EPA to support the Maximum Achievable Control Technology (MACT) standards as proposed in April, 1996 for hazardous-waste incinerators and cement kilns using hazardous waste as fuel. An approximate estimate of the impact of the proposed MACT on ambient air quality is also presented for illustrative purposes only. The emission rates were all summarized and analyzed for the shape of their statistical distributions. In all cases, there was a reasonable fit to a lognormal model. These distributions were multiplied together along with the probability distribution for unit air concentrations from Cullen (1995) using a Monte Carlo routine. The atmospheric concentrations were calculated by using 5,000 trials for each chemical. Results (rounded to two significant figures) are summarized in Table 4-7, Table 4-8, Table 4-9 through Table 4-10.

The primary uncertainty associated with this analysis is in Cullen 's unit air concentration distribution. This was apparently developed for a municipal solid-waste incinerator in Bridgeport, CT, for a radial area located between 0.4 km and 30 km from the stack—a distance that included the point of maximum ambient concentration. Thus, these results will reflect ambient air concentrations expected from the incinerators and cement kilns considered in this exercise only to the extent that the emission characteristics and the local meteorology of the Bridgeport, CT, incinerator are similar to others. It must be emphasized that a person could be exposed to higher or lower concentrations depending on where he or she was located with respect to any particular combustor, and depending on characteristics of that particular combustor.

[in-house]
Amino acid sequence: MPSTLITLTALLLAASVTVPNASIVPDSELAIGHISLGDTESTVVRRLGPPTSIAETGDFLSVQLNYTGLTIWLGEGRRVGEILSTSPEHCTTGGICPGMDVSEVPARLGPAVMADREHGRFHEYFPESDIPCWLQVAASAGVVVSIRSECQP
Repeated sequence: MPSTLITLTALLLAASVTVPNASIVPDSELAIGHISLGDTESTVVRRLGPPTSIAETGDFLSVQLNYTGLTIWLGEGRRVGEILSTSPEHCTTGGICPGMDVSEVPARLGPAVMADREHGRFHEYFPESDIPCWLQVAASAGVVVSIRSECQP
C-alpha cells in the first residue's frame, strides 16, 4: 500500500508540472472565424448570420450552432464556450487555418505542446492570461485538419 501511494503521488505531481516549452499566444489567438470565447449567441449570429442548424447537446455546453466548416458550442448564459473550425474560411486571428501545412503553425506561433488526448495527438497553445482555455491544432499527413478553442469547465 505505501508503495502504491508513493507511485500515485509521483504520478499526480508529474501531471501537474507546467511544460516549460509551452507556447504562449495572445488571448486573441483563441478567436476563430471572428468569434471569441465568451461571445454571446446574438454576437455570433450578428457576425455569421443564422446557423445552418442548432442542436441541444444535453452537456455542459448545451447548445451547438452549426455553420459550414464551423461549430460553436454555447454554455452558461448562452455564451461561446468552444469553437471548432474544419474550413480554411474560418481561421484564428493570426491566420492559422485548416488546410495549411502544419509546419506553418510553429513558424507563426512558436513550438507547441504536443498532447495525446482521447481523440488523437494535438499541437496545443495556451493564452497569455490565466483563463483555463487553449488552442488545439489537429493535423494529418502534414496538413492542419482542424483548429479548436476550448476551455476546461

In these calculations, the particulate-matter concentrations reflect total rather than respirable particles. It is not possible to generalize, with any certainty, regarding respirable particulate-matter concentration, because there is a lack of data concerning particle-size distributions in emissions. EPA (1992a) states that approximately 62% of the mass of the particles escaping a fabric filter for a municipal solid-waste incinerator are less than or equal to 12 µm in diameter and approximately 54% of the particles are less than 2.3 µm in diameter. These factors could be applied to the concentrations given for total particulate to yield an estimate of respirable particulate.

This analysis should be viewed as illustrative rather than comprehensive. One primary source of uncertainty is the assumption that one single probability distribution of dispersion coefficients applies to all incinerators in the database. The committee was unable to be more comprehensive because of the lack of any database that linked emissions estimates with dispersion estimates for individual facilities.

Post-MACT data were taken from information presented at the U.S. EPA Boiler and Industrial Furnace and Hazardous Waste Incinerator Technical Meeting, Kansas City, KS., March 7, 1996. The database presented at this meeting included mass flow (in pounds per year) in addition to gas flow in dry standard cubic feet per minute (dscfm) for 20 commercial hazardous-waste incineration units and 30 cement kilns using hazardous waste as fuel. It should be kept in

The National Academies | 500 Fifth St. N.W. | Washington, D.C. 20001
Copyright © National Academy of Sciences. All rights reserved.
Terms of Use and Privacy Statement